My Story, pitched by USD senior Charlotte Vitak, earned the full $5,000 prize awarded in the USD Women Innovators Award pool, sponsored by Annie Navarra and Jerome's Furniture.

Vitak, when she was a sophomore, wanted to find a way to bring the campus community closer together. Through her involvement in the USD Changemaker Hub student committee the idea of My Story was born. It’s an outlet for students, faculty and staff to share their personal stories and experiences. Vitak, who is graduating this month, hopes to take My Story to other college campuses and beyond. She’s said there is a plan in the works to have a My Story event during USD's new student orientation this fall.

Other USD student ideas receiving SIC funding were SonicSense by IRSONIC, which got $2,000 from the Torero Impact Award and CARE Technologies, also a $2,000 Torero Impact Award winner.

Non-USD Social Innovation Challenge Winners

The top non-USD innovation ideas to receive funding were Recyclinator, devised by San Diego State students, which earned $7,000 (Local Impact Award, $5,000, and $2,000 Global Impact Award); San Diego STEAM, pitched by Point Loma Nazarene University student Jasmine Sadler, won $5,000 (Local Impact Award); Two ideas pitched by Tecnologico de Monterrey (Mexico) students, TIPS and TIPI, earned $3,000 apiece. TIPS earned $2,000 from the Mexico Impact Award and won the text-driven $1,000 Live Audience Award — sponsored by Anthony Skvarka, Linda Klosterman and Liz Nutting — while TIPI claimed $2,000 from the Mexico Impact Award and $1,000 from the Wireless Impact Award. Amniotic Wrap, pitched by University of California at San Diego students, earned $1,000 from the Global Impact Award pool.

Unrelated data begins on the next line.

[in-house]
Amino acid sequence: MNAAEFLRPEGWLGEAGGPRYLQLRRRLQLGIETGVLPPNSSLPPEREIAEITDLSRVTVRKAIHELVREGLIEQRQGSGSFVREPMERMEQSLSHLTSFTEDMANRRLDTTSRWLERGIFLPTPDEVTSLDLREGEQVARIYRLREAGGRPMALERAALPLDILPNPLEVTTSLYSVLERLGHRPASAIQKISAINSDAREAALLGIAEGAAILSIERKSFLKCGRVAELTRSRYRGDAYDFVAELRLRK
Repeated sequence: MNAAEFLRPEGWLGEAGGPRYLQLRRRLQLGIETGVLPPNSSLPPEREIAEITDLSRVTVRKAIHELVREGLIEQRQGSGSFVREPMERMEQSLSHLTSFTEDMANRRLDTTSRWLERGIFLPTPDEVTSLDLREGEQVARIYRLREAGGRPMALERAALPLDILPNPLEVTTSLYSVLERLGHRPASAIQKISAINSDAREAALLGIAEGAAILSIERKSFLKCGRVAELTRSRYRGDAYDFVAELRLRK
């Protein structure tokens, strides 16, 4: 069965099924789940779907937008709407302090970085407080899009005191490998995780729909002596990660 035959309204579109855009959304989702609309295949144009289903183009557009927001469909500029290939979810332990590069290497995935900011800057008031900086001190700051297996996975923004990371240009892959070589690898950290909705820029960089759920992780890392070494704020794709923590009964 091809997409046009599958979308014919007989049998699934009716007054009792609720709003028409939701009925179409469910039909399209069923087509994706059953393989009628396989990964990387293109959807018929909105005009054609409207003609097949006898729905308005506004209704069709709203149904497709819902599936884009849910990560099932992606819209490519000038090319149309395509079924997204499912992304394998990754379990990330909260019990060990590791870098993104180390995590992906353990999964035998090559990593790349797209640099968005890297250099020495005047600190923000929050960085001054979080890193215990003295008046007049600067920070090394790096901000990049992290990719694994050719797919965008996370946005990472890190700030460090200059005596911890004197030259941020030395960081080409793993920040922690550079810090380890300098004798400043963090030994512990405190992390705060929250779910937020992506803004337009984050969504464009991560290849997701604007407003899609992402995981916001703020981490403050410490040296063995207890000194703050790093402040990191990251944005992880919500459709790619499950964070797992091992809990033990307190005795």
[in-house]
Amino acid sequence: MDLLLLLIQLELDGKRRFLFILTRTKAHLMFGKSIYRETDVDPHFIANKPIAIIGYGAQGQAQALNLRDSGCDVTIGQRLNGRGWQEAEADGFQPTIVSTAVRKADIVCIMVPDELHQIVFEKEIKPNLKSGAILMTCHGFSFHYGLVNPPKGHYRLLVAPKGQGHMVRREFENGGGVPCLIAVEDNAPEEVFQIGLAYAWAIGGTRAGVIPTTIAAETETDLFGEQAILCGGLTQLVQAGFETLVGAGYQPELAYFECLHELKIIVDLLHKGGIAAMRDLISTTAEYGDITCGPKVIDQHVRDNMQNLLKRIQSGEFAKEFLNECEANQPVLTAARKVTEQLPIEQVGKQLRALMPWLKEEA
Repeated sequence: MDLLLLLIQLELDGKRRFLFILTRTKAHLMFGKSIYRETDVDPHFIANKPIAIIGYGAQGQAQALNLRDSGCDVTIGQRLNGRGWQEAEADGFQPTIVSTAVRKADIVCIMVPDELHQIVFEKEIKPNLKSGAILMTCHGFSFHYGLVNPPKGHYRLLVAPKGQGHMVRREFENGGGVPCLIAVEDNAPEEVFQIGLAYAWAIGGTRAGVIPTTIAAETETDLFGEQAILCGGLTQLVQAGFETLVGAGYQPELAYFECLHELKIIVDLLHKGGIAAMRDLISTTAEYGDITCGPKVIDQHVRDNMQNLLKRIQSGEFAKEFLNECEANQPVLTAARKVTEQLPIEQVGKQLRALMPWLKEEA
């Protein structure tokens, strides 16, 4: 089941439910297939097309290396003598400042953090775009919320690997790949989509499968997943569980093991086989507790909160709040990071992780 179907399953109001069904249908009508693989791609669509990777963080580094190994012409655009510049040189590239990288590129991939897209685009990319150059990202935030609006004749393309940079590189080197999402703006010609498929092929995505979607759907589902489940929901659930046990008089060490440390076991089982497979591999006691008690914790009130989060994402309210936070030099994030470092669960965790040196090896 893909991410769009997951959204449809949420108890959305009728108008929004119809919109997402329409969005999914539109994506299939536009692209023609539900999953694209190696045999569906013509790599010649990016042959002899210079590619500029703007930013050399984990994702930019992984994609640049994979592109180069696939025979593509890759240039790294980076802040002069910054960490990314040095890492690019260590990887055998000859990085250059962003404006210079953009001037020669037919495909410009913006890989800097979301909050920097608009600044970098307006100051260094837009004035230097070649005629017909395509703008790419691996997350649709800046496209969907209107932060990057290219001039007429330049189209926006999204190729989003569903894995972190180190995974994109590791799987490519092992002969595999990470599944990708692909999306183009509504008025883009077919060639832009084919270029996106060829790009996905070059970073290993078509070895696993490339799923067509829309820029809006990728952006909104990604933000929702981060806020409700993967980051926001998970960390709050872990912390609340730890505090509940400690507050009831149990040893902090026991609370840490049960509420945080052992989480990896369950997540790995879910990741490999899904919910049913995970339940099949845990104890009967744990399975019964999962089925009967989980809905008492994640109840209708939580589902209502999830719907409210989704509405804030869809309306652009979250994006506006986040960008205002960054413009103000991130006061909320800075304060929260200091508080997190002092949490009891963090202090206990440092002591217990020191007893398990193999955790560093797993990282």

In-Kind Services Winners

Additionally, six companies donated in-kind services to multiple teams. Winners were Greyble (one year affiliate membership to CleanTech); CARE Technologies, Trash Tracker and Recyclinator (opportunity to present at Springboard Intake Panel via Connect); My Story and Amniotic Wrap (Three month gold membership through Hera Hub); Amniotic Wrap and Grayble (Unreasonable Institute Business Model Validation Lab experience via Impact Without Borders); Nature Unplugged, San Diego STEAM and Fundacion Gaia (Mission Labs and Consulting by Mission Edge); and SonicSense by IRSONIC and JDoe (Lead Innovation Bootcamp entry via Moves the Needle).

SIC Going Global

Near the end of the awards ceremony, Kakkad made a suspense-laden announcement that was eventually revealed to be that starting with the 2018 Social Innovation Challenge, the entry process will now be opened up to social entrepreneurs worldwide. It was a natural progress, Kakkad reasoned. The SIC, he said, has grown from a USD-only event to a regional event and then a bi-national event with 574 teams participating, $326,000 in prize money awarded.

Kakkad said SIC’s journey ahead will focus on deeper engagement with an idea’s content, meaning an emphasis on clearly understanding an issue before developing a solution, ideas with a clear focus on the United Nations’ 17 Sustainable Development Goals and having worldwide participation provides all college and university students the chance to participate in making a difference.

— Ryan T. Blystone

Photo slideshow photos courtesy of Rodney Nakamoto